Programmes that rely on both sources have proved to be effective in fixing some of our economic woes

28 APRIL 2021

Picture: 123RF/UFUK ZIVANAPicture: 123RF/UFUK ZIVANA

President Cyril Ramaphosa has done well in building bridges with the private sector after many years of fractious relationships between business and government.

Simmering tensions remain over issues such as the Mining Charter, land reform, energy policy and the liberalisation of telecommunications, but relations are so much better than they were.

Having a president who has served time in the private sector and has also been active in the trade union movement means Ramaphosa’s vision and approach are different to those of a career politician, which is unarguably a good thing.

However, I would argue that we have yet to see bridges built between the public and private sectors that will practically reform the way we rebuild our economy and reverse the years of industrial decline that have been caused by the terrible trio of corruption, mismanagement and, more recently, Covid-19.

The government is not going to solve all our economic woes, and nor is the private sector; there is a definite need for teamwork, and this is where blended finance can play a role.

In essence, the strategy involves the combination of state funds with funding from the private sector, which results in more investment than would have taken place without this partnership. We see this concept at play in large infrastructure projects, and it is time to see it playing a role in the development of small businesses.

As the budgets for government investment incentives continue to be whittled away, signs of blended finance playing a role are appearing more often, for instance in the way the department of small business development is supporting enterprises in the tourism sector via the Small Enterprise Finance Agency. Other examples have cropped up in the agriculture and agro-processing sector, with the government partnering with commercial banks.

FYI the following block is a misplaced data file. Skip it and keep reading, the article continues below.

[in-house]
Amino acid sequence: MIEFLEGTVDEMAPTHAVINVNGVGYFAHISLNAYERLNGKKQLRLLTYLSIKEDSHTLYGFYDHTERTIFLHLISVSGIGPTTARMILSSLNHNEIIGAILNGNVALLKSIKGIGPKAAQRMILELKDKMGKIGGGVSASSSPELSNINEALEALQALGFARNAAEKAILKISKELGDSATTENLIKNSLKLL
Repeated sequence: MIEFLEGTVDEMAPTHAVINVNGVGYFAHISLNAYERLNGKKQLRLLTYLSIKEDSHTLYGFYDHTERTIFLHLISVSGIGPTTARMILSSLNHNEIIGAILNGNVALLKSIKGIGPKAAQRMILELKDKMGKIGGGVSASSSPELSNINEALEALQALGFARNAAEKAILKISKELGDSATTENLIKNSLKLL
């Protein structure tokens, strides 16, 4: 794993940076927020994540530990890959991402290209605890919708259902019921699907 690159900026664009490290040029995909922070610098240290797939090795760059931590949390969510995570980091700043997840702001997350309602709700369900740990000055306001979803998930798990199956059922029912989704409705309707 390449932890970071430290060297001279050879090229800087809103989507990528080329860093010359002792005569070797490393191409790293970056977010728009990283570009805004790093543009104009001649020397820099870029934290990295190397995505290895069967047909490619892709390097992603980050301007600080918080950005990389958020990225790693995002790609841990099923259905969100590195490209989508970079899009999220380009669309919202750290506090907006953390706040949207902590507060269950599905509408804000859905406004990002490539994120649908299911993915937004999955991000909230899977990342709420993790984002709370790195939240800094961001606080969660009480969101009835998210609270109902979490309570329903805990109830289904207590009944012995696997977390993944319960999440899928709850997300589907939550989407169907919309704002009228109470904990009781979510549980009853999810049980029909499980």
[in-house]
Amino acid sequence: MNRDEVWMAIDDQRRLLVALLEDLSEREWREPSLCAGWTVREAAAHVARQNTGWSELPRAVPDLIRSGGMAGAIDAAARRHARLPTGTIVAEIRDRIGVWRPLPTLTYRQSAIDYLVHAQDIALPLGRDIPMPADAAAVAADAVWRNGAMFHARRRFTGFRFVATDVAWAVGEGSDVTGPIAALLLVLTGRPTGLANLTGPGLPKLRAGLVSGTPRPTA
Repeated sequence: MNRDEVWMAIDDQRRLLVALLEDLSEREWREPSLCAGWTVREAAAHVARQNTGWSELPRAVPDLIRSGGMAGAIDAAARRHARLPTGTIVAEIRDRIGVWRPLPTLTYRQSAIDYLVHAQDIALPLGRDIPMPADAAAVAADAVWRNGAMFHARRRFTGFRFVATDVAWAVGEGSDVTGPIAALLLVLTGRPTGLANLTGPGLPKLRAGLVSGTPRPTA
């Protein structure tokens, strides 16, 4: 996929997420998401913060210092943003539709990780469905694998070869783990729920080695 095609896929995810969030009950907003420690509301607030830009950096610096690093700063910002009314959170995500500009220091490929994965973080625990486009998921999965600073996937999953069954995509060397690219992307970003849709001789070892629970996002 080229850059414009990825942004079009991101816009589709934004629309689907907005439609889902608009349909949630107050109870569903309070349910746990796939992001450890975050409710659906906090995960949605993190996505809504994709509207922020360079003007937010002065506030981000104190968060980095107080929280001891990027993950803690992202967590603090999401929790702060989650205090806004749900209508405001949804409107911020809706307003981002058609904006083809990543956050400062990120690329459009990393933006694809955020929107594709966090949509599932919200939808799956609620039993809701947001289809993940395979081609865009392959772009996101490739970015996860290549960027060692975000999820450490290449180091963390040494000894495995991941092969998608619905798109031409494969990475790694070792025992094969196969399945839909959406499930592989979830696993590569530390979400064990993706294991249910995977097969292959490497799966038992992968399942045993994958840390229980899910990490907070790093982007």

Programmes are being structured so that while public funds are still on offer the private sector is also required to come to the party. The concept is hardly novel or revolutionary, but it is being seen as a better way to operate. With limited resources focusing minds, this combination of part-government, part-private sector is the direction government is taking. But it must be bolder and do a lot more.

While there is movement from the government’s side, we also need to see more action from the private sector, especially in the field of enterprise and supplier development (ESD). ESD is a crucial tool to nurture and support small businesses, predominantly black-owned, to get through the difficult start-up phase and beyond, at a time when the odds often seem stacked against success.

The department of trade, industry & competition does have a programme, the strategic partnership programme, wherein government provides funding to big corporates to develop mostly black-owned businesses in their supply chains. While it may be the right idea, the uptake has been regretfully small, counted on the fingers of one hand.

It is important to understand why corporates have not been able to access this support. With only a handful of successful applications, something must be going wrong. The theory is excellent but the reality on the ground is different. What is the impediment?

In my opinion, the root of the issue is that both government and the private sector are too focused on working independently. The private sector either has no knowledge of the support available from government or steers away from it because of red tape. Government programmes that are available are also not attractive because they were not designed with businesses in mind. So while the availability of funding is a big constraint government money is just too slow to flow.

The ideal would be for the government and private sector to work together in the initial design of these programmes. This would result in schemes that are better implemented with buy-in from all stakeholders, and that achieve the objectives they are set out to achieve.

We see from the master-plan concept that has become the focal point of the department’s industrial strategy that there is a core undertaking to consult. Where it has happened, or is happening, we have sectoral industrial strategies that have greater buy-in and hence greater prospects of success.

The theory is sound, and we see that it does work where it is successfully implemented. We must try a lot harder, work better together — and get on with it.

• Blake is a manager at Cova Advisory.